“From a design perspective, we wanted people to be able to walk in and feel like it was transparent right away,” said Gindi. “We didn’t want to wall off the shop floor from the entrance like the other stores, like there was something to hide. When you open the door to Ajoya, you can see everything. You can see the bar, you can see the staff, you can see the receptionist, you can see the whole floor. There is nothing behind any walls, much like a traditional retail store.”
After being checked in on the shop floor, customers may lounge in the waiting area on plush, custom-designed white ottomans or simply chill around the periphery and check out the cases of glassware and apparel.
The ten-foot-long, stark white bar is the most visually arresting feature of the shop. Sheppard was inspired by the layout and customer-staff relationship found in restaurant bars, where customers can take a seat, peruse a menu, and speak directly to a staff member without feeling rushed. The stools at Ajoya’s bar are a novel and important touch. The shop invites customers to post up and take as long as they need to feel comfortable with the decisions they are making, much like the Genius bars in Apple Stores. While MedMen most eagerly claimed the “Apple Store of weed” moniker, Ajoya comes a lot closer to the concept in terms of its design aesthetic and lengthy consultation with customers.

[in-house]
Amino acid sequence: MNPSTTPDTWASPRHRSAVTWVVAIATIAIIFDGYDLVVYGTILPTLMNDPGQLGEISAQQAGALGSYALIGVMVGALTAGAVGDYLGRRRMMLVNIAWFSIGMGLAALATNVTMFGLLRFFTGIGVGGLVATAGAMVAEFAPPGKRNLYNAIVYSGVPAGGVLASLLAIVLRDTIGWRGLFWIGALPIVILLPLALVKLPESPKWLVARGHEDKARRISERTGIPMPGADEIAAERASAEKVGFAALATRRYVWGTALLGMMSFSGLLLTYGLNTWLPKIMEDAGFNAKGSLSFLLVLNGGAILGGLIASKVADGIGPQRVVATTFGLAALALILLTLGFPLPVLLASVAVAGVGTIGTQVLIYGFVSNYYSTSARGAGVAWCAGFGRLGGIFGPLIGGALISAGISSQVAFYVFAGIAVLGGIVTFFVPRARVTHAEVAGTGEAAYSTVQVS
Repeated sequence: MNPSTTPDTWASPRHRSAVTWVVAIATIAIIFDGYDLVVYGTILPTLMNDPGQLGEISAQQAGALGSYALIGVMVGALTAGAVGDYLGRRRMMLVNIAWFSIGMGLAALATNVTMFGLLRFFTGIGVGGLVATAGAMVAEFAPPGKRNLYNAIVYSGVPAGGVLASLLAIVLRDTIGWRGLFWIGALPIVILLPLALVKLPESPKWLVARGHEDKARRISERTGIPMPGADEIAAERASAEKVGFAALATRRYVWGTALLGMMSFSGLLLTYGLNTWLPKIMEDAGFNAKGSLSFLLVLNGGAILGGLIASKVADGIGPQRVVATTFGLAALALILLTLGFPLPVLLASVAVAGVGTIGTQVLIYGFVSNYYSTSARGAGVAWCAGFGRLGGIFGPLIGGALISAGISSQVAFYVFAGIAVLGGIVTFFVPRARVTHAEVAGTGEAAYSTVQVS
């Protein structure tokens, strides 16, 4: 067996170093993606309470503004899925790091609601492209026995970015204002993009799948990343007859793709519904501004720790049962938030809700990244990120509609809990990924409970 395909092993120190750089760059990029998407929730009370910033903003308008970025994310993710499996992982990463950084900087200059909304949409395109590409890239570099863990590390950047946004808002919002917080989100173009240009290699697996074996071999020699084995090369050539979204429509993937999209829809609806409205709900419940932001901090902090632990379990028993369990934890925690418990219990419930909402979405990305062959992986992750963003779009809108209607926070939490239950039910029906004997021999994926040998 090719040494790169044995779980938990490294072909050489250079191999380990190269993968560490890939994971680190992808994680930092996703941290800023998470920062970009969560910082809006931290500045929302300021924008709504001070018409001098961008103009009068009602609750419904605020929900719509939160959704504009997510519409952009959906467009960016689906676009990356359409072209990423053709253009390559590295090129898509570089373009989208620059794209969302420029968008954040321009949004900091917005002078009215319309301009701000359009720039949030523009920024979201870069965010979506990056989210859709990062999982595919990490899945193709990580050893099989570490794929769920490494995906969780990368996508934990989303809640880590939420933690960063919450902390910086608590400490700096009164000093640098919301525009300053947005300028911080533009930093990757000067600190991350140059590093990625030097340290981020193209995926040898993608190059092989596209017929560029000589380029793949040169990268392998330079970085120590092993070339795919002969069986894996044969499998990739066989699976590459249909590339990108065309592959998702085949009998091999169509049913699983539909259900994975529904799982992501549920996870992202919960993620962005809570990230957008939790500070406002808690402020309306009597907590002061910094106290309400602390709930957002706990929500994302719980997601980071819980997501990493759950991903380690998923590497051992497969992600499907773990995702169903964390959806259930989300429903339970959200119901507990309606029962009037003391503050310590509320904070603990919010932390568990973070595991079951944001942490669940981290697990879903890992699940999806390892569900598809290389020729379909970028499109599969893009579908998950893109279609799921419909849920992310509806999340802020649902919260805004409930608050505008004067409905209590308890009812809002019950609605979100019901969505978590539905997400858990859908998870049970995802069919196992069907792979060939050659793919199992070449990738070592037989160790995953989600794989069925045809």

“Everything we do comes back to education,” said Gindi, explaining customers spend an average of eight to ten minutes with a budtender before making a purchase. “Even if someone comes in and knows what they want, we will still try to educate them about different products and present them with other ways to get the experience they’re looking for.”